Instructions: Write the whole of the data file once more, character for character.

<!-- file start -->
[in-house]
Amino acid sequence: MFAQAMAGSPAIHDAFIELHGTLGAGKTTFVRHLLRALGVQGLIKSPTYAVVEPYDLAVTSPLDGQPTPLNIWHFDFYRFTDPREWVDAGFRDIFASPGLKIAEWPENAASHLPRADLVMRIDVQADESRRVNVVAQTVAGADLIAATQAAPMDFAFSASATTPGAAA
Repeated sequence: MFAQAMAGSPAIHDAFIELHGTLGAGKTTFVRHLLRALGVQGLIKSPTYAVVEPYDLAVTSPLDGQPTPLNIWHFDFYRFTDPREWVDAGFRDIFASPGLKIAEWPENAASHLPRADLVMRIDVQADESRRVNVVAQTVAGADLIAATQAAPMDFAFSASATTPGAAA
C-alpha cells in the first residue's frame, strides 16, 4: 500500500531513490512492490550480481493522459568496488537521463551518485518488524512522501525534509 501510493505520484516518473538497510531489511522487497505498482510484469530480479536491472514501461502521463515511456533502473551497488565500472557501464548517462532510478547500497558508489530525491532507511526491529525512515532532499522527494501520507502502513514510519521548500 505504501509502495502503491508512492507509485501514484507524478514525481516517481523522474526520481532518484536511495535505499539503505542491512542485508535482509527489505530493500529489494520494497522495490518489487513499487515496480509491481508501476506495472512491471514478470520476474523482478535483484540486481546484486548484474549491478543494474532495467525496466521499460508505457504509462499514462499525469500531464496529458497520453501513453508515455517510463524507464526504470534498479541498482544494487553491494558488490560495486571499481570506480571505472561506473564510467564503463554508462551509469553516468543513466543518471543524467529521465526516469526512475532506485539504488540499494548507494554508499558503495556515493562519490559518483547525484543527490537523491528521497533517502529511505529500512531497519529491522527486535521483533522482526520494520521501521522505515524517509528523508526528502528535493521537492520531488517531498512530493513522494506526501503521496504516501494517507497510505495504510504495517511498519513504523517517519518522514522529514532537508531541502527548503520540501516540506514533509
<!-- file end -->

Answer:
[in-house]
Amino acid sequence: MFAQAMAGSPAIHDAFIELHGTLGAGKTTFVRHLLRALGVQGLIKSPTYAVVEPYDLAVTSPLDGQPTPLNIWHFDFYRFTDPREWVDAGFRDIFASPGLKIAEWPENAASHLPRADLVMRIDVQADESRRVNVVAQTVAGADLIAATQAAPMDFAFSASATTPGAAA
Repeated sequence: MFAQAMAGSPAIHDAFIELHGTLGAGKTTFVRHLLRALGVQGLIKSPTYAVVEPYDLAVTSPLDGQPTPLNIWHFDFYRFTDPREWVDAGFRDIFASPGLKIAEWPENAASHLPRADLVMRIDVQADESRRVNVVAQTVAGADLIAATQAAPMDFAFSASATTPGAAA
C-alpha cells in the first residue's frame, strides 16, 4: 500500500531513490512492490550480481493522459568496488537521463551518485518488524512522501525534509 501510493505520484516518473538497510531489511522487497505498482510484469530480479536491472514501461502521463515511456533502473551497488565500472557501464548517462532510478547500497558508489530525491532507511526491529525512515532532499522527494501520507502502513514510519521548500 505504501509502495502503491508512492507509485501514484507524478514525481516517481523522474526520481532518484536511495535505499539503505542491512542485508535482509527489505530493500529489494520494497522495490518489487513499487515496480509491481508501476506495472512491471514478470520476474523482478535483484540486481546484486548484474549491478543494474532495467525496466521499460508505457504509462499514462499525469500531464496529458497520453501513453508515455517510463524507464526504470534498479541498482544494487553491494558488490560495486571499481570506480571505472561506473564510467564503463554508462551509469553516468543513466543518471543524467529521465526516469526512475532506485539504488540499494548507494554508499558503495556515493562519490559518483547525484543527490537523491528521497533517502529511505529500512531497519529491522527486535521483533522482526520494520521501521522505515524517509528523508526528502528535493521537492520531488517531498512530493513522494506526501503521496504516501494517507497510505495504510504495517511498519513504523517517519518522514522529514532537508531541502527548503520540501516540506514533509